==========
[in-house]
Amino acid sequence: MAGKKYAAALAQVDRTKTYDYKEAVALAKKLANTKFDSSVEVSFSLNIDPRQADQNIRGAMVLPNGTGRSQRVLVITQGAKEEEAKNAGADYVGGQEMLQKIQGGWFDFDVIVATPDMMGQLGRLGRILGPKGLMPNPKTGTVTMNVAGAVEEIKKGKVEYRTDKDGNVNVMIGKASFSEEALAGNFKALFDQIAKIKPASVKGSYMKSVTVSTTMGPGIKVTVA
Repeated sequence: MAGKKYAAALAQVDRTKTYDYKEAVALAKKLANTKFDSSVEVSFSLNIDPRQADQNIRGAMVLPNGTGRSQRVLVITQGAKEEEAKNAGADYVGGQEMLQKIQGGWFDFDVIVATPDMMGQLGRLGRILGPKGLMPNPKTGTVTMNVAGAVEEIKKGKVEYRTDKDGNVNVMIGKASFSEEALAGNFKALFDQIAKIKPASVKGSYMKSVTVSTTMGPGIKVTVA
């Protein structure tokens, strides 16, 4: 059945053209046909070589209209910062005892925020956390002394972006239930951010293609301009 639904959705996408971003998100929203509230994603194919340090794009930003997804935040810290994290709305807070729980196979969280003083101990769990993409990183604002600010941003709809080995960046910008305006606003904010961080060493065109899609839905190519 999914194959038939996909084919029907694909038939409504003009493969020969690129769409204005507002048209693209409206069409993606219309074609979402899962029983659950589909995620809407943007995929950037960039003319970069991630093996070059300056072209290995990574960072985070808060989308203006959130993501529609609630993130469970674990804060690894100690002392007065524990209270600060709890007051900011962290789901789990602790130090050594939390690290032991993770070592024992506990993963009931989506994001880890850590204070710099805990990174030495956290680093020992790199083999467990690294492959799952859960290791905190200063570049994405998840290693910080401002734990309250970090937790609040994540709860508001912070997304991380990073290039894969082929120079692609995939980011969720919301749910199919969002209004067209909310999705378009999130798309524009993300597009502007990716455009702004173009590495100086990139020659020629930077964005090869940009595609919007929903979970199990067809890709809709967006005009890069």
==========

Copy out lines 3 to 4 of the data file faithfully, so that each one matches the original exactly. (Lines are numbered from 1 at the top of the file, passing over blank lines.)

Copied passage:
Repeated sequence: MAGKKYAAALAQVDRTKTYDYKEAVALAKKLANTKFDSSVEVSFSLNIDPRQADQNIRGAMVLPNGTGRSQRVLVITQGAKEEEAKNAGADYVGGQEMLQKIQGGWFDFDVIVATPDMMGQLGRLGRILGPKGLMPNPKTGTVTMNVAGAVEEIKKGKVEYRTDKDGNVNVMIGKASFSEEALAGNFKALFDQIAKIKPASVKGSYMKSVTVSTTMGPGIKVTVA
């Protein structure tokens, strides 16, 4: 059945053209046909070589209209910062005892925020956390002394972006239930951010293609301009 639904959705996408971003998100929203509230994603194919340090794009930003997804935040810290994290709305807070729980196979969280003083101990769990993409990183604002600010941003709809080995960046910008305006606003904010961080060493065109899609839905190519 999914194959038939996909084919029907694909038939409504003009493969020969690129769409204005507002048209693209409206069409993606219309074609979402899962029983659950589909995620809407943007995929950037960039003319970069991630093996070059300056072209290995990574960072985070808060989308203006959130993501529609609630993130469970674990804060690894100690002392007065524990209270600060709890007051900011962290789901789990602790130090050594939390690290032991993770070592024992506990993963009931989506994001880890850590204070710099805990990174030495956290680093020992790199083999467990690294492959799952859960290791905190200063570049994405998840290693910080401002734990309250970090937790609040994540709860508001912070997304991380990073290039894969082929120079692609995939980011969720919301749910199919969002209004067209909310999705378009999130798309524009993300597009502007990716455009702004173009590495100086990139020659020629930077964005090869940009595609919007929903979970199990067809890709809709967006005009890069």